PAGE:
In this example initially 3 pairs of files (1+2, 3+4 and 5+6) are merged in parallel. Then 1+2 is merged with 3+4, and finally 1+2+3+4 is merged with 5+6. This code implements binary tree merge.

Merging of small files and creation of train.xdf and test.xdf files takes 5.5 hours. The resulting train.xdf file has 506M row and takes 18 Gb. The test file test.xdf has 148M row and takes 6 Gb.

An alternative way of preparing the data for modeling would be to convert csv files to a single composite xdf file and then to use it as an input to machine learning algorithm. In this case we can skip the merging step. However, the conversion from csv to composite xdf is done by a single call to rxImport function. This function processes csv files sequentially and is much slower than parallel creation of xdf files and their subsequent merge.

Training and Scoring

At this point we are ready to do training and scoring. Notice that the training file has 18 Gb and does not fit into memory (which is 14 Gb). Fortunately, implementations of machine learning algorithms in MRS can handle such big datasets. We ran a single iteration of logistic regression over the training set, which took 1 hour and 10 minutes.  Then we ran scoring over the test set, which took 10 minutes.

We performed experiments with 3 feature sets. In the first feature set we used passenger type, trip distance, pickup latitude, pickup longitude, drop-off latitude, drop-off longitude, fare amount, MTA tax, tolls amount, surcharge, duration, hour as numeric features. We also used payment type, rate code, weekday as categorical features. Surprisingly, our model has AUC of 0.984 over the test set. Such a high AUC looks too good to be true and after additional data exploration we have found that the payment type is an excellent predictor is a passenger will leave a tip:

> rxSummary(formula = label ~ payment_type, data = ".\\xdf/train.xdf",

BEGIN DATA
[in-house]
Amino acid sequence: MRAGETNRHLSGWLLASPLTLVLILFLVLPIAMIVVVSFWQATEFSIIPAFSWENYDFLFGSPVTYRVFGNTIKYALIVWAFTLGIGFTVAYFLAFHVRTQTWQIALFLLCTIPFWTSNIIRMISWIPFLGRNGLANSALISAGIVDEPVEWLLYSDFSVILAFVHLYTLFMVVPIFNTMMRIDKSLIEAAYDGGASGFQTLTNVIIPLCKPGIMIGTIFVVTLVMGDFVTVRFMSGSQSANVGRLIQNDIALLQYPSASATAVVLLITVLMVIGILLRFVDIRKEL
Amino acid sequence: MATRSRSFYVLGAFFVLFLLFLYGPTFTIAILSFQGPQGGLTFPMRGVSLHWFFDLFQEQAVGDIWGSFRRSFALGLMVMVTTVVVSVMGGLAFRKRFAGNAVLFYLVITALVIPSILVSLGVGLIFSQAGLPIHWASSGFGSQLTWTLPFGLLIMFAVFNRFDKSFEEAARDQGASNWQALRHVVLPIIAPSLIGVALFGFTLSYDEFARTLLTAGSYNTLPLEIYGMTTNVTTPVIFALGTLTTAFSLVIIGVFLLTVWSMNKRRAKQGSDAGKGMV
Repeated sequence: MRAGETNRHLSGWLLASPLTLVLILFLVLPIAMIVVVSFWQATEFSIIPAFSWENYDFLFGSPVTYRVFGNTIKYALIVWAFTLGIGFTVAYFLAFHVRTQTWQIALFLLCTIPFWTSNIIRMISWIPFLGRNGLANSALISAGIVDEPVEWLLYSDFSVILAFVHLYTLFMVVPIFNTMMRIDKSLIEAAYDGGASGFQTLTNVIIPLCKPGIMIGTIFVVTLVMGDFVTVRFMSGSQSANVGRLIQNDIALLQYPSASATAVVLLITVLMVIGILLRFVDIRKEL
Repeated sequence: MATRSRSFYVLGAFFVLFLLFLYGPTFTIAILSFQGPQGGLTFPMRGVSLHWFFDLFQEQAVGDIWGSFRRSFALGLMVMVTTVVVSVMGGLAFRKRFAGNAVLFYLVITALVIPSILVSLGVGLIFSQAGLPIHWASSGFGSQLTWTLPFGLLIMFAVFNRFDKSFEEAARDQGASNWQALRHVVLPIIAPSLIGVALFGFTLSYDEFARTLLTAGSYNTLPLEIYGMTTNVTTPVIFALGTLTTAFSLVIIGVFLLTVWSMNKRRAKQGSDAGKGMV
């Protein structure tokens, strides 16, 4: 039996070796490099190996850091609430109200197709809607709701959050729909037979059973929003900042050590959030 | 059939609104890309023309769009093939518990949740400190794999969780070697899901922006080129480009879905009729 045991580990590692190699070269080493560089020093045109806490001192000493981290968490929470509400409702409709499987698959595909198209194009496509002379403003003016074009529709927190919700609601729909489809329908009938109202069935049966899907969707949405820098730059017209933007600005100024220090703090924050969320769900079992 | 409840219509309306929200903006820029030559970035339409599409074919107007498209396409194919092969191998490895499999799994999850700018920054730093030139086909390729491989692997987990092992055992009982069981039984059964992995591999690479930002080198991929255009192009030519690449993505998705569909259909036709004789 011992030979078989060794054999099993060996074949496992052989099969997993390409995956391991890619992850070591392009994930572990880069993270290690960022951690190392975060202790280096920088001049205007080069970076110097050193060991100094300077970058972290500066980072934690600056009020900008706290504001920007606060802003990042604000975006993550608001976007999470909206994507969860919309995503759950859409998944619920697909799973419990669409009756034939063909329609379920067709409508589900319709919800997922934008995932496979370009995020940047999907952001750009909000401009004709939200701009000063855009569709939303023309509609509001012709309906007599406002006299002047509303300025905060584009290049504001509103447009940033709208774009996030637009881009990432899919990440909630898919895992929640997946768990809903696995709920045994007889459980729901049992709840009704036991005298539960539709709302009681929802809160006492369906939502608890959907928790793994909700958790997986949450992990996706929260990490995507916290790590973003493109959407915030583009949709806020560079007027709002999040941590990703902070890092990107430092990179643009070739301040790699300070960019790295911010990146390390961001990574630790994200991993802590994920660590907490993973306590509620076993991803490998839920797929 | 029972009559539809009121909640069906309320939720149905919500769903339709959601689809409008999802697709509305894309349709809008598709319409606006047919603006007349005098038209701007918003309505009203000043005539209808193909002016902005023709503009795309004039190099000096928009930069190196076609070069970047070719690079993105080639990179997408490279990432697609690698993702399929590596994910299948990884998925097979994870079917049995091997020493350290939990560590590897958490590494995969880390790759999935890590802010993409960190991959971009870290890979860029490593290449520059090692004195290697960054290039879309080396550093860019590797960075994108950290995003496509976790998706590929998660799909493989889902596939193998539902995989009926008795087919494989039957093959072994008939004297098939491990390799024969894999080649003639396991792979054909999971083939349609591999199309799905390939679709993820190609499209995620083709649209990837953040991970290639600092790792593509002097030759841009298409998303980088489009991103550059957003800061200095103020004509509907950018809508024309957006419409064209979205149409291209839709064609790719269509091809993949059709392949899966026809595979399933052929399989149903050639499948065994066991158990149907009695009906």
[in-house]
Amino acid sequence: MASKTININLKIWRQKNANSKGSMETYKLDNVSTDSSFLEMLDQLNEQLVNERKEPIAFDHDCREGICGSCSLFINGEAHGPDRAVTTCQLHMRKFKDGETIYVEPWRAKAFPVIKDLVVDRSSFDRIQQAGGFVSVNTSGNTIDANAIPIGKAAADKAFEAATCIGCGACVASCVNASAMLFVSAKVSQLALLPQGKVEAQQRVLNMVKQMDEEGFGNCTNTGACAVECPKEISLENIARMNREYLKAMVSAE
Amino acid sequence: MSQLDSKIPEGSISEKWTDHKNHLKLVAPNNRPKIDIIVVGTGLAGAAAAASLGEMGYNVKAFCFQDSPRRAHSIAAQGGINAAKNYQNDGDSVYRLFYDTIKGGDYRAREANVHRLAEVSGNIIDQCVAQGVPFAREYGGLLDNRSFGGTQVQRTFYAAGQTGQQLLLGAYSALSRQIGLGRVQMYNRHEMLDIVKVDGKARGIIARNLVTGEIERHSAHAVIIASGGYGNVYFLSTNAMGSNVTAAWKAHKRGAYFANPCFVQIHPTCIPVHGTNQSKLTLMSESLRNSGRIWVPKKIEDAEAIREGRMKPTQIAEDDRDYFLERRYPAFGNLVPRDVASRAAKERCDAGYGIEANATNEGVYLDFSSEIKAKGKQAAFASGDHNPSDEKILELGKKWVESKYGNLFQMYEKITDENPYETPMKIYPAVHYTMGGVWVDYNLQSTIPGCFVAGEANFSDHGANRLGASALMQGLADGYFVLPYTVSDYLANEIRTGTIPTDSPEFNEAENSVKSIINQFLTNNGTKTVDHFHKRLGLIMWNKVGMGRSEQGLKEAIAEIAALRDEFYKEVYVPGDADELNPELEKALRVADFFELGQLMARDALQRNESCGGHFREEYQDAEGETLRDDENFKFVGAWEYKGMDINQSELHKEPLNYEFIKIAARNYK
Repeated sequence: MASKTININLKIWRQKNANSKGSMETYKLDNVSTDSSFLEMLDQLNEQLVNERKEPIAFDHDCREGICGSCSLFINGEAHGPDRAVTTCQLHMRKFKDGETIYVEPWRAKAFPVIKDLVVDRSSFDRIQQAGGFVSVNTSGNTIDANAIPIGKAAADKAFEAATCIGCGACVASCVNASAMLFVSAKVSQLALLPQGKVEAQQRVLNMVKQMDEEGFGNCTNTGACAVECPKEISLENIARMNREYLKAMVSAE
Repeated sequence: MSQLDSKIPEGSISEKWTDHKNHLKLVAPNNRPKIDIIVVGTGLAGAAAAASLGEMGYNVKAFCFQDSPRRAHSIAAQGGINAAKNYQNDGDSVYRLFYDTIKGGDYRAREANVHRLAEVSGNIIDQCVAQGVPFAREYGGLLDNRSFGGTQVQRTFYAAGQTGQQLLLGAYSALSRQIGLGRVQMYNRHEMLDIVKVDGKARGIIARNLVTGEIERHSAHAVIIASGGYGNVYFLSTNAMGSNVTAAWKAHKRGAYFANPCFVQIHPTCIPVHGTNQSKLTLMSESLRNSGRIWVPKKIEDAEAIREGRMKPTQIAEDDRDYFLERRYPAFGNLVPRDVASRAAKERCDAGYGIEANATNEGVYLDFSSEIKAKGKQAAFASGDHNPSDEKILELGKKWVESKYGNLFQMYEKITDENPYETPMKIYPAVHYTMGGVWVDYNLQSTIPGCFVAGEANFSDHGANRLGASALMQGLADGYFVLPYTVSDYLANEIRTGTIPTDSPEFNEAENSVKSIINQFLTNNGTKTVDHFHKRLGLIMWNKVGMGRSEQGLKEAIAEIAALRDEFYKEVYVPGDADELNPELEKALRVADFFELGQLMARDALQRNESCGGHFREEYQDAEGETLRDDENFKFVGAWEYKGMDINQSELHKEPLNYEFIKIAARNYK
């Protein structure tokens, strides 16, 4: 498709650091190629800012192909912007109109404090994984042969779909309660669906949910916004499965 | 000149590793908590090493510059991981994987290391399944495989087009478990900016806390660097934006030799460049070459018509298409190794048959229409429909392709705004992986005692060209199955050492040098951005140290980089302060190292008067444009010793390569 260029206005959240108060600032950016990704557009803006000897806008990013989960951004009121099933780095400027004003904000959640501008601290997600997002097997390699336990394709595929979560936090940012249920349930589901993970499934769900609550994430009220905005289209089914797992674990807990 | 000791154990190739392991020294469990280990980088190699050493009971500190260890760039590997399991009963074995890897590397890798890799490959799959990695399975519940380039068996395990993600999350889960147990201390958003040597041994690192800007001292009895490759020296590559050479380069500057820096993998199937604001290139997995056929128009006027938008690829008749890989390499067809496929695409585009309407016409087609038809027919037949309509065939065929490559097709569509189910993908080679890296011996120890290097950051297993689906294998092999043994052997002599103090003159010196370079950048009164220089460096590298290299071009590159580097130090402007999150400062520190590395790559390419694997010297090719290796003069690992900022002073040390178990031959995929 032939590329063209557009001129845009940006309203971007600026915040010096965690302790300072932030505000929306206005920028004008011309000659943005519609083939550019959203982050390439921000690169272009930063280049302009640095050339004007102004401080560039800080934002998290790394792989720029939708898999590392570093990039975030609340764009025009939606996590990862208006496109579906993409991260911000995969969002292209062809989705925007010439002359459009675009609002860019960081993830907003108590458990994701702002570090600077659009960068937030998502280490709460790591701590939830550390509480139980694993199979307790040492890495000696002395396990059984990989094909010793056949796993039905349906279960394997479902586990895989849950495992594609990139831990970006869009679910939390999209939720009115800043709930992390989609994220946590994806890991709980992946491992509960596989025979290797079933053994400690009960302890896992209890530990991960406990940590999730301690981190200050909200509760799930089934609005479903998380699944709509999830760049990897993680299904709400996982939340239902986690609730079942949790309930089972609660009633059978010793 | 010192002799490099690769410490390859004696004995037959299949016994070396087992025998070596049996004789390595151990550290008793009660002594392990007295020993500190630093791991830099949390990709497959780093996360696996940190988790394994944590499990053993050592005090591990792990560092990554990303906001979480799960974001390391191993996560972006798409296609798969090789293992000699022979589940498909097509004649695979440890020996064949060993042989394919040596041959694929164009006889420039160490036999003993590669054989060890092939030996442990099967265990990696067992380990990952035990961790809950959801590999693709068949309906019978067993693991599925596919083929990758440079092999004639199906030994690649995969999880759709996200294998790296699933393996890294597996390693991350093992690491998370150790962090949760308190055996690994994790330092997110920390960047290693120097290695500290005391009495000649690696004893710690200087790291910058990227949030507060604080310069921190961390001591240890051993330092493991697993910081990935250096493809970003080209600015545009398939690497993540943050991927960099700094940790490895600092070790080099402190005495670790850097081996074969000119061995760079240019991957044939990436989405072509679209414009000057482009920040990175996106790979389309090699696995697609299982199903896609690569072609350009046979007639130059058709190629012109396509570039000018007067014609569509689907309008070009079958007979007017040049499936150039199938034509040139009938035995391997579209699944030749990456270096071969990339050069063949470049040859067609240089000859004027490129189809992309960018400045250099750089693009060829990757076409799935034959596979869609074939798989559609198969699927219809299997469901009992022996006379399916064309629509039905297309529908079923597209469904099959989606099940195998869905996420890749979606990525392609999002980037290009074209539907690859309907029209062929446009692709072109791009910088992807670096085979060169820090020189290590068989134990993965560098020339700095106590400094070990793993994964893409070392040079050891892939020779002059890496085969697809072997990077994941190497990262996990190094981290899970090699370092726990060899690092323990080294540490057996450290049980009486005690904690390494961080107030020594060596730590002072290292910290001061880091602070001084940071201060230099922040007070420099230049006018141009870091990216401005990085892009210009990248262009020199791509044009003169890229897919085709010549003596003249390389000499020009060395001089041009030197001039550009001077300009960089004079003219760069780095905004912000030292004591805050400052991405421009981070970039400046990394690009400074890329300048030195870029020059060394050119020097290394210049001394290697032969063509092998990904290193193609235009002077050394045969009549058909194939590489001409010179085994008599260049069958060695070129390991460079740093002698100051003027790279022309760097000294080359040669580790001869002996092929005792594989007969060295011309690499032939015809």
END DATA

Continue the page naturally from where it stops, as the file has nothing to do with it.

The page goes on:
summaryStats = c("Mean","ValidObs"), reportProgress = 0)
Statistics by category (2 categories):
 Category                           payment_type Means        ValidObs 
 label for payment_type=Cash        Cash         0.0005490915 289816908
 label for payment_type=Credit Card Credit Card  0.9720573755 216974429

As we see in the training set, 97% of passengers who pay by credit card, leave a tip. But less than 0.1% of passengers who paid by cash left a tip. The test set has similar statistics. Hence predicting the tip at the time of payment is a very easy task. A more interesting task would be to predict if a passenger will leave a tip before the actual payment. We excluded the payment type feature, reran the experiment and got AUC of only 0.553 . This is better than the baseline AUC of 0.5, but not that impressive. At the next step we defined the hour feature as categorical variable and improved slightly the test set AUC to 0.564 . This relatively low AUC indicates that there is lots of room for improving our model.

This code runs training and scoring with our latest feature set.


The following table summarizes the running times of all steps of our experiment:


By leveraging Microsoft R Server, we were able to perform the entire process of building and evaluating machine learning model over hundreds of millions of examples using a single commodity machine within a number of hours. Our model is a simple logistic regression with a small set of features. In the future, it will be interesting to develop a model with larger feature set that will have more accurate prediction of tips before the actual payment.

The code used to create this experiment is in Github repository.